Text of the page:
Among the many items to consume in the 106-99 Hawks loss to the Oklahoma City Thunder is whether the young upstarts from Oklahoma are really already beyond the Hawks in terms of their progression as a team.
Yes, as Mike Prada over at Bullets Forever noted to us over on Twitter after the game, the Hawks are further ahead in the standings than the Thunder, and while that calmed the veracity of our opinion, it didn't stop us from looking further into the numbers to change our minds for sure.
Looking into the Fabled Four Factors we see the following:
Team A: 102/100 Off/Def Efficiency, 48.63/47.33 EFG% (Own/Opp), 32.6/30.1 FT Rate, 14.58/14.21 Turnover Rate, 28.35/27.36 Offensive Rebounding Rate
Team B: 108.4/103.5 O/D Effic., 50.47/49.73 EFG%, 27.8/28.8 FTR, 11.38/13.72 TO Rate, 27.58/27.07 ORR
Pretty close, and those who watch the Hawks know that Team A is the Thunder and Team B, with the low own turnover rate, is Atlanta.
That turnover rate is the only thing, statistically, keeping the Hawks ahead of the Thunder at this current juncture, as it impacts both efficiencies. With the Thunder's age/experience difference, you might expect them to have a higher turnover rate than the more seasoned Hawks.
Weigh in that the Thunder are still rising this season, while the Hawks are tailing off a little bit from their league leading start. Even in the Basketball-Reference stat, SRS, the Thunder are closing in, ranking 10th while the Hawks have slipped from 1st to 5th.
Now look on the court, where OKC has taken care of the Hawks twice now. They are active and long defensively, out Hawks-ing the Hawks, giving ATL all kinds of fits inside, especially on the glass, where the Thunder outworked the Hawks for (17) offensive rebounds, including (5) from PG Russell Westbrook. The Hawks started the season faring better on the defensive glass, but have slipped back into the familiar twenties (21st before Tuesday's game) in that category.
Offensively, the Hawks, despite THHB's harping on sharing the ball more and working inside-out for better shots, still outpace the Thunder in Assist Rate, though OKC shoots a considerable lower percentage of three point shots per game than does ATL.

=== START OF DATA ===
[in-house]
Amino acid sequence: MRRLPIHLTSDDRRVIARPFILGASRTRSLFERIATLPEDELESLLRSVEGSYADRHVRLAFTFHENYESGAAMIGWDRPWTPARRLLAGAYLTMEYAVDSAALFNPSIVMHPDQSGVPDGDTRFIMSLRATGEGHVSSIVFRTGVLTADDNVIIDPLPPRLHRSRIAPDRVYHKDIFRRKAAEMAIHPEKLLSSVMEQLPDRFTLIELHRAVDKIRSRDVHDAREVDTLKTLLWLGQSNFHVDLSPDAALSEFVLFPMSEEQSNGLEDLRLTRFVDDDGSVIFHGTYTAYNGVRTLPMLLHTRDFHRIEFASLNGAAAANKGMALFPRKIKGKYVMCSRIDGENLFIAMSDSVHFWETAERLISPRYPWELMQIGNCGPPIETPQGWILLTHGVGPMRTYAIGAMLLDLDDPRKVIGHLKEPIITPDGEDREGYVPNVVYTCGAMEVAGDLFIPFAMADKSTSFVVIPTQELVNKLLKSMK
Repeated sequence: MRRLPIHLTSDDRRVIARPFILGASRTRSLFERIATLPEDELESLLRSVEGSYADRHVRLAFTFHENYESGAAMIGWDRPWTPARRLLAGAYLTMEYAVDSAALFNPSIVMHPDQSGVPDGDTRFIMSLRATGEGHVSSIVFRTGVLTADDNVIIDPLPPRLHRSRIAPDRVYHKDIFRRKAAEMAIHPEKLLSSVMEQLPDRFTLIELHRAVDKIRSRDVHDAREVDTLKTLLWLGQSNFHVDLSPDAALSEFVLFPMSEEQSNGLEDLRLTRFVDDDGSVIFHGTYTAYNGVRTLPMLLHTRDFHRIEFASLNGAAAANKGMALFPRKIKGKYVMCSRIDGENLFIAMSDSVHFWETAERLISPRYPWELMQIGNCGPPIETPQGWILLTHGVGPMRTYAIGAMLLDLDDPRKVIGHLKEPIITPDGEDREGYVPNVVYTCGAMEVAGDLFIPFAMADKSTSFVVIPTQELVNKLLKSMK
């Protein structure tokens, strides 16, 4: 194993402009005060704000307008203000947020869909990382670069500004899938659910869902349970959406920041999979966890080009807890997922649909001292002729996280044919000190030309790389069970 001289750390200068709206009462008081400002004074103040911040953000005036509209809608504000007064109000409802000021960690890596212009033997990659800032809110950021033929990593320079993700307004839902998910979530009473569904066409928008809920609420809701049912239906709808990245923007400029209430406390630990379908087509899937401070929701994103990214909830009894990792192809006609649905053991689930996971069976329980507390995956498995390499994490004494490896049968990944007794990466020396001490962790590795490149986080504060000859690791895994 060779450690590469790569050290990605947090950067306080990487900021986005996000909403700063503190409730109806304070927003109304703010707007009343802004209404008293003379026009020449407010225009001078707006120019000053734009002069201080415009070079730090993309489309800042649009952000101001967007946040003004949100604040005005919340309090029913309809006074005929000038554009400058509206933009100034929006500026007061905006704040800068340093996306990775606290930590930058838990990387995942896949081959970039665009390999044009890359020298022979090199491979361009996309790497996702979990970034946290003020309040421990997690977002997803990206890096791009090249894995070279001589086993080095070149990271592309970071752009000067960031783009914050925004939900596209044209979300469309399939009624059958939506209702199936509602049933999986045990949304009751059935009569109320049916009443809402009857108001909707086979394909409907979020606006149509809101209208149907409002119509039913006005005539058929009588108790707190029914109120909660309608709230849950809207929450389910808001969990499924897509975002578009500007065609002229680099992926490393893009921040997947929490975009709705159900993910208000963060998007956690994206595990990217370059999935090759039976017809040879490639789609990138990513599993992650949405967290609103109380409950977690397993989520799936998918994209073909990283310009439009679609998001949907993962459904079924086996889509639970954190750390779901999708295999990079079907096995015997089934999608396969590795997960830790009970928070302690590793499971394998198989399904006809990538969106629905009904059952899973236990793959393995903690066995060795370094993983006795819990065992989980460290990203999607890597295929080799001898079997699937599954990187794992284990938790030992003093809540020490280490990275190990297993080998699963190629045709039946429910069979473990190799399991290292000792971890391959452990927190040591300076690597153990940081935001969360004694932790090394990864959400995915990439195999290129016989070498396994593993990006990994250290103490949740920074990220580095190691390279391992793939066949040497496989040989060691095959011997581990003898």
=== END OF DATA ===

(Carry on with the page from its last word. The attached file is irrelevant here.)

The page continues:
The Hawks have the great Joe Johnson, whose ability to score was on display again against OKC, under control for (37) points, with (4) of his (13) buckets assisted. Johnson hit on some iso, but the ball found him in good positions to score and Joe took advantage of a shifting defense to get in the lane and get higher percentage looks. All (4) of his assisted baskets occurred from the outside (16) feet.
They also have Al Horford who, while being recognized as one of the league's best as an All-Star, still plays timid at times around the rim. Horford shot 2-6 at the rim against OKC, and hasn't lost the habit of bringing the ball all the way down below his waist when preparing to hoist himself up around the rim. The process takes so long that the opponents can collapse on him and block his shot. This has caused Al to get into a habit of trying to sneak the ball into the basket, resulting in--on one occasion, sending the ball quickly and inaccurately way too high and hard off the glass versus trying to stuff it home or draw a foul.
Josh Smith, who became the youngest player in NBA history to reach (1000) blocked shots, had a nice game as well (15/6/3), gives the Hawks a nice triumvirate of talent, but neither he (5) nor Horford (2) got enough defensive rebounds to hold the Thunder in check. The (6) extra shots and (7) extra free throw attempts were enough to make the difference between winning and losing against the Thunder.
On the Thunder roster are a number of solid, young players. Jeff Green and James Harden provide toughness and shotmaking, and Westbrook is an energetic playmaker. But what has moved the Thunder so far, so fast, is the continued improvement of (surprise) Kevin Durant, and his ascent from potential to arrival.
Nobody has to be reminded that Durant is a superstar. His offensive prowess is evident, with his 100 rating stroke, but all of his rates are going up as well: rebounding, blocks, steals, etc. What we're seeing in OKC is the power of the superstar making the water rise to new levels. He's getting to the free throw line more and more, earning (14) throws against the Hawks.
It's the presence of the superstar that can lift franchises to greater heights than the team that is built around a number of fringe all-star caliber players. We've seen Cleveland go to greater heights than the roster around LeBron James would indicate---and OKC seems to be built much more efficiently than even that squad.
Looking back at the numbers, at this moment in time, the Hawks maintain an edge based on their ability to take care of the basketball. But the Thunder are right there statistically, and it won't be long before the star of Durant and the rest of the Thunder carries them above what even the talented Hawks can muster.